Furthermore, the Spanish and Brazilian governments have confirmed the development of Ellalink, a 9,200km submarine cable connecting data centres in Lisbon, Madrid and São Paulo. This project has been provided with additional funding of €25m from the European Commission, as part of the Building Europe Link to Latin America (BELLA) initiative. This cable should come online in 2020. And where there are new landed cables, there are usually new data centres.

2019 outlook

Investments in improved fibre connectivity and the general uptake of cloud service provisions are likely to drive investment in the years ahead.



Sweden, Stockholm

Data centre market context

The Swedish government recognised earlier than their neighbouring nations the potential of the data centre market. It positioned the country as an energy-efficient hub with Sweden's cool climate providing the potential to use free cooling at least 8-10 months of the year. This contributes significantly in reducing data centre energy consumption and keeping the supply green.

Stockholm is targeting being a carbon-neutral city by 2040 with more than half of the energy in Sweden generated through renewable sources.

The electricity tax levied on data centres has all but been removed. A 97 percent tax cut reduced overall electricity prices by around 40 percent for any existing or new data centre greater than 0.5MW, from January 2017.

Construction market conditions and publicly known projects

Data centre construction market conditions in Stockholm are considered warm but heating.

Consistent with the established European Union market, the colocation providers continue to expand. Both DigiPlex and Equinix were known to have active projects in 2018. While Interxion has confirmed €18m of capital expenditure to expand STO5 in two phases, to be completed in second quarter of 2019.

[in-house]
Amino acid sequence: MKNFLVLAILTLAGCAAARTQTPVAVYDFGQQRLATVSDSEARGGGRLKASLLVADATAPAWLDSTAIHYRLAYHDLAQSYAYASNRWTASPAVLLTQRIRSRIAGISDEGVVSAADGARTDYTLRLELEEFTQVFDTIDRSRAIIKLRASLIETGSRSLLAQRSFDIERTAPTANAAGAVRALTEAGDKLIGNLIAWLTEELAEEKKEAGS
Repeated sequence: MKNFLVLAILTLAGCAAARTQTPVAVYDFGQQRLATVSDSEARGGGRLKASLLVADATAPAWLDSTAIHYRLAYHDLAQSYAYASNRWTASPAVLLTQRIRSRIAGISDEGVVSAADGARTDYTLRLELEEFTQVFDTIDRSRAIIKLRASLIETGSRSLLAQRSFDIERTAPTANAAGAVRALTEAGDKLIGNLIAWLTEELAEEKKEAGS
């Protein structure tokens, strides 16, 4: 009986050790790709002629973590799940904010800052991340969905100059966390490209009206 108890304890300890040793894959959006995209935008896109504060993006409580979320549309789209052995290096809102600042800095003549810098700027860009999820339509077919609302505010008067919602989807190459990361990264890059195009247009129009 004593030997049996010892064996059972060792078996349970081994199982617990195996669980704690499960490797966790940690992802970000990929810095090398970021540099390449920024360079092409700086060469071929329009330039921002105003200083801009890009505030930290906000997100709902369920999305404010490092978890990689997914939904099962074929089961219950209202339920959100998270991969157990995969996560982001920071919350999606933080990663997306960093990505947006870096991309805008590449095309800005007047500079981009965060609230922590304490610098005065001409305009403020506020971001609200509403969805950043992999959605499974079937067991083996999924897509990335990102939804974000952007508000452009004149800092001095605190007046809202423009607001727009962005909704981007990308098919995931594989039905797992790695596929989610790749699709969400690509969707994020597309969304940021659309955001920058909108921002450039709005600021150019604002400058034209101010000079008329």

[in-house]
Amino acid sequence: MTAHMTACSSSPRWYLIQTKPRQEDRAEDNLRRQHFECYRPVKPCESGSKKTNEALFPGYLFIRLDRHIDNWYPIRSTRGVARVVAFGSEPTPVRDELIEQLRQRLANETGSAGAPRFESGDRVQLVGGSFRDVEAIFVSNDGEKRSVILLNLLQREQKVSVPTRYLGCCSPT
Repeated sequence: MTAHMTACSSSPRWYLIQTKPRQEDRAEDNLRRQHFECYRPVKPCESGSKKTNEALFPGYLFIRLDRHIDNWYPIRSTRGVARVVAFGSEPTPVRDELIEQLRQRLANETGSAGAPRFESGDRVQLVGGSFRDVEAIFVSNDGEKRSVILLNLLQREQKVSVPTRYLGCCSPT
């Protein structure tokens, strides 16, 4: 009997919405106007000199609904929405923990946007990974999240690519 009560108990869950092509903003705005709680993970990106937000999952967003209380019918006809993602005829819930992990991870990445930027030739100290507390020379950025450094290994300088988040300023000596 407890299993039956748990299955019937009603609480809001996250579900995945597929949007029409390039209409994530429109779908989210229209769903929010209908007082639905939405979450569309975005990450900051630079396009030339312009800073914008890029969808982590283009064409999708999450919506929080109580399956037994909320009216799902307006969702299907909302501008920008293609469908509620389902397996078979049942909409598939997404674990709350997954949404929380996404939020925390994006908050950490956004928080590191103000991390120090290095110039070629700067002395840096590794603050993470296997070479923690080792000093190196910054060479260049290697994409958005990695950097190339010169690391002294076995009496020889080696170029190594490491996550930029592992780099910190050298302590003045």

In the hyperscale arena, AWS, which opened an office in Stockholm last year, is expected to have multiple projects completed in 2018, to meet its publicly announced opening of a new cloud region.

2019 outlook

Facebook has confirmed it is looking to build a third 50,000 square metres data centre at its vast Lulea campus, nearly doubling its capacity.

Further hyperscale announcements in the region are anticipated in 2019, though whether these are self-built or leases on powered shells remains unknown.



Switzerland, Zurich

Data centre market context

With its well-functioning legal and political system and stringent data privacy laws, Switzerland is an extremely stable and neutral state. Its central European location and neutrality are key factors to its attractiveness to businesses looking to invest in the region, despite being recognised as one of the most expensive locations in the world to undertake construction projects.

Zurich is best known for its pharmaceuticals and financial services/banking segments, but it also has strong fibre connectivity and a robust electrical infrastructure to support development in the region.

Construction market conditions and publicly known projects

The data centre construction market in Zurich is considered as warm and heating up to investment.

Google Cloud Platform will soon launch a new region in Zurich – the sixth of its regions in Europe. The launch includes three separate zones to protect against service disruptions.

Microsoft Azure, as part of a 12-region worldwide expansion, will include two data centres in Switzerland – in Geneva and Zurich.

Interxion is to add 300 square metres of white space and 2MW of critical power at its ZUR1 facility. This €10m capital expenditure phase (ZUR1.6) is scheduled to come online in first quarter of 2019.